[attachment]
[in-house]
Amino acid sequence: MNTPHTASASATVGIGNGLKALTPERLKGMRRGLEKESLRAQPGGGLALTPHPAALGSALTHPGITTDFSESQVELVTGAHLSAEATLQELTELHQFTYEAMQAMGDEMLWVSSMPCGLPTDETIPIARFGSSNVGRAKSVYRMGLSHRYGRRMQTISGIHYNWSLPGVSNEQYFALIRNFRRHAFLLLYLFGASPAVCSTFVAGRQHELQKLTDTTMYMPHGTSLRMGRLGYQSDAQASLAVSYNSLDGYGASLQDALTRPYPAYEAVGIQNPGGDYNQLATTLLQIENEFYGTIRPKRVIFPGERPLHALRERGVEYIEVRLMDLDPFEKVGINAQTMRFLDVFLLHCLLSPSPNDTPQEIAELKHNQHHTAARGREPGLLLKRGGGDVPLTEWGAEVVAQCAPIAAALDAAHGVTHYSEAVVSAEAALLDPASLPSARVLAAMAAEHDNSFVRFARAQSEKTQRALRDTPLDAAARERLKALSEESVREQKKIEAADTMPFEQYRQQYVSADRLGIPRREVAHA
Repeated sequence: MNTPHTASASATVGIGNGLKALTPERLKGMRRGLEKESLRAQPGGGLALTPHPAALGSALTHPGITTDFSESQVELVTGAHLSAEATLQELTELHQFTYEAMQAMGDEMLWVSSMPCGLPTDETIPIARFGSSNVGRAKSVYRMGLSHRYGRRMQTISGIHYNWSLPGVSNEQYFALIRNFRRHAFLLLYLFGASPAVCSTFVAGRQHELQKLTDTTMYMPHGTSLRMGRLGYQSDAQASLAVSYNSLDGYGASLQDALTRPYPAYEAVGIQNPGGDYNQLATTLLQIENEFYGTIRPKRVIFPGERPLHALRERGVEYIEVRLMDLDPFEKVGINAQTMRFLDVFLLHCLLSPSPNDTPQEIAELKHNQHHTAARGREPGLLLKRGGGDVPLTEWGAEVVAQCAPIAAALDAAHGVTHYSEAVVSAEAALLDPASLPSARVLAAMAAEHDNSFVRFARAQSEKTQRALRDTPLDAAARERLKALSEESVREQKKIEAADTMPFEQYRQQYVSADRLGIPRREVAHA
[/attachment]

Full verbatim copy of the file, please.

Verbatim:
[in-house]
Amino acid sequence: MNTPHTASASATVGIGNGLKALTPERLKGMRRGLEKESLRAQPGGGLALTPHPAALGSALTHPGITTDFSESQVELVTGAHLSAEATLQELTELHQFTYEAMQAMGDEMLWVSSMPCGLPTDETIPIARFGSSNVGRAKSVYRMGLSHRYGRRMQTISGIHYNWSLPGVSNEQYFALIRNFRRHAFLLLYLFGASPAVCSTFVAGRQHELQKLTDTTMYMPHGTSLRMGRLGYQSDAQASLAVSYNSLDGYGASLQDALTRPYPAYEAVGIQNPGGDYNQLATTLLQIENEFYGTIRPKRVIFPGERPLHALRERGVEYIEVRLMDLDPFEKVGINAQTMRFLDVFLLHCLLSPSPNDTPQEIAELKHNQHHTAARGREPGLLLKRGGGDVPLTEWGAEVVAQCAPIAAALDAAHGVTHYSEAVVSAEAALLDPASLPSARVLAAMAAEHDNSFVRFARAQSEKTQRALRDTPLDAAARERLKALSEESVREQKKIEAADTMPFEQYRQQYVSADRLGIPRREVAHA
Repeated sequence: MNTPHTASASATVGIGNGLKALTPERLKGMRRGLEKESLRAQPGGGLALTPHPAALGSALTHPGITTDFSESQVELVTGAHLSAEATLQELTELHQFTYEAMQAMGDEMLWVSSMPCGLPTDETIPIARFGSSNVGRAKSVYRMGLSHRYGRRMQTISGIHYNWSLPGVSNEQYFALIRNFRRHAFLLLYLFGASPAVCSTFVAGRQHELQKLTDTTMYMPHGTSLRMGRLGYQSDAQASLAVSYNSLDGYGASLQDALTRPYPAYEAVGIQNPGGDYNQLATTLLQIENEFYGTIRPKRVIFPGERPLHALRERGVEYIEVRLMDLDPFEKVGINAQTMRFLDVFLLHCLLSPSPNDTPQEIAELKHNQHHTAARGREPGLLLKRGGGDVPLTEWGAEVVAQCAPIAAALDAAHGVTHYSEAVVSAEAALLDPASLPSARVLAAMAAEHDNSFVRFARAQSEKTQRALRDTPLDAAARERLKALSEESVREQKKIEAADTMPFEQYRQQYVSADRLGIPRREVAHA